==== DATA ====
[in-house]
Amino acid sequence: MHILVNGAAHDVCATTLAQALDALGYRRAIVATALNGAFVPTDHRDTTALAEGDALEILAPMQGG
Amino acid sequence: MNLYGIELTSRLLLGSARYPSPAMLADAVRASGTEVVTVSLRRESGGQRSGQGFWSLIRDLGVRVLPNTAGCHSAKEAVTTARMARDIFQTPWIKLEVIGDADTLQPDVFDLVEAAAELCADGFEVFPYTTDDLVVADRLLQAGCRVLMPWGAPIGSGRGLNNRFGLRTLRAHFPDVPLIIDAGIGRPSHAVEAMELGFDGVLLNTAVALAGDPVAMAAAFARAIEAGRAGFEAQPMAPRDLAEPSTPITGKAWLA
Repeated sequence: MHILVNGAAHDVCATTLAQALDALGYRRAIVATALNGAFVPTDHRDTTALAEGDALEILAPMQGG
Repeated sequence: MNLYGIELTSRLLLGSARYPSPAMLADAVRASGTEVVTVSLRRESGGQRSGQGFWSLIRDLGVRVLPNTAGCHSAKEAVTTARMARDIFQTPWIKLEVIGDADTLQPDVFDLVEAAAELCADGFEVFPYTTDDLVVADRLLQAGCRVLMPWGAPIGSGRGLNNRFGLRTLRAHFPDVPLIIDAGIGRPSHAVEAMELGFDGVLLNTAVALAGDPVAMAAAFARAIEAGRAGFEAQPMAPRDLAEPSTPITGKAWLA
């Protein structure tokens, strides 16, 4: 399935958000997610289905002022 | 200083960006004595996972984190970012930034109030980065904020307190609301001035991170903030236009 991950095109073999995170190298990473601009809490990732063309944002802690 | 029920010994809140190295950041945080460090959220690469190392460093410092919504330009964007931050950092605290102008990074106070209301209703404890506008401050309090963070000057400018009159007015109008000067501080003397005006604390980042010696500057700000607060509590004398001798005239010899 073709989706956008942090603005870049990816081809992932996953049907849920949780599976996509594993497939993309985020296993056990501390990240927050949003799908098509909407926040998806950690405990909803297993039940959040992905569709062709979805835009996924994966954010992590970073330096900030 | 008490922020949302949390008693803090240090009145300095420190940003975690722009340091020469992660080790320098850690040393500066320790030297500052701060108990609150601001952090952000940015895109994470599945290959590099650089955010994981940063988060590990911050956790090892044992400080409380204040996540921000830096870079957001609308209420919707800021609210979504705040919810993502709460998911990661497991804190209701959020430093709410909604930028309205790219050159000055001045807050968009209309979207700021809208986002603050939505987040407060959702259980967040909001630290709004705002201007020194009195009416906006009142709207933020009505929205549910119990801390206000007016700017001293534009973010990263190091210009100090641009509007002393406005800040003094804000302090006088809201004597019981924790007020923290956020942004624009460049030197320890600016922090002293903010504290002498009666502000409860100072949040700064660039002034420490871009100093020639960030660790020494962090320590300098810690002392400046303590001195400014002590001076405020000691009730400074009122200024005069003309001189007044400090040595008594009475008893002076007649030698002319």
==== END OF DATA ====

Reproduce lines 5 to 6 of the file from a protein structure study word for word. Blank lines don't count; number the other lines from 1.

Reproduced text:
Repeated sequence: MNLYGIELTSRLLLGSARYPSPAMLADAVRASGTEVVTVSLRRESGGQRSGQGFWSLIRDLGVRVLPNTAGCHSAKEAVTTARMARDIFQTPWIKLEVIGDADTLQPDVFDLVEAAAELCADGFEVFPYTTDDLVVADRLLQAGCRVLMPWGAPIGSGRGLNNRFGLRTLRAHFPDVPLIIDAGIGRPSHAVEAMELGFDGVLLNTAVALAGDPVAMAAAFARAIEAGRAGFEAQPMAPRDLAEPSTPITGKAWLA
């Protein structure tokens, strides 16, 4: 399935958000997610289905002022 | 200083960006004595996972984190970012930034109030980065904020307190609301001035991170903030236009 991950095109073999995170190298990473601009809490990732063309944002802690 | 029920010994809140190295950041945080460090959220690469190392460093410092919504330009964007931050950092605290102008990074106070209301209703404890506008401050309090963070000057400018009159007015109008000067501080003397005006604390980042010696500057700000607060509590004398001798005239010899 073709989706956008942090603005870049990816081809992932996953049907849920949780599976996509594993497939993309985020296993056990501390990240927050949003799908098509909407926040998806950690405990909803297993039940959040992905569709062709979805835009996924994966954010992590970073330096900030 | 008490922020949302949390008693803090240090009145300095420190940003975690722009340091020469992660080790320098850690040393500066320790030297500052701060108990609150601001952090952000940015895109994470599945290959590099650089955010994981940063988060590990911050956790090892044992400080409380204040996540921000830096870079957001609308209420919707800021609210979504705040919810993502709460998911990661497991804190209701959020430093709410909604930028309205790219050159000055001045807050968009209309979207700021809208986002603050939505987040407060959702259980967040909001630290709004705002201007020194009195009416906006009142709207933020009505929205549910119990801390206000007016700017001293534009973010990263190091210009100090641009509007002393406005800040003094804000302090006088809201004597019981924790007020923290956020942004624009460049030197320890600016922090002293903010504290002498009666502000409860100072949040700064660039002034420490871009100093020639960030660790020494962090320590300098810690002392400046303590001195400014002590001076405020000691009730400074009122200024005069003309001189007044400090040595008594009475008893002076007649030698002319």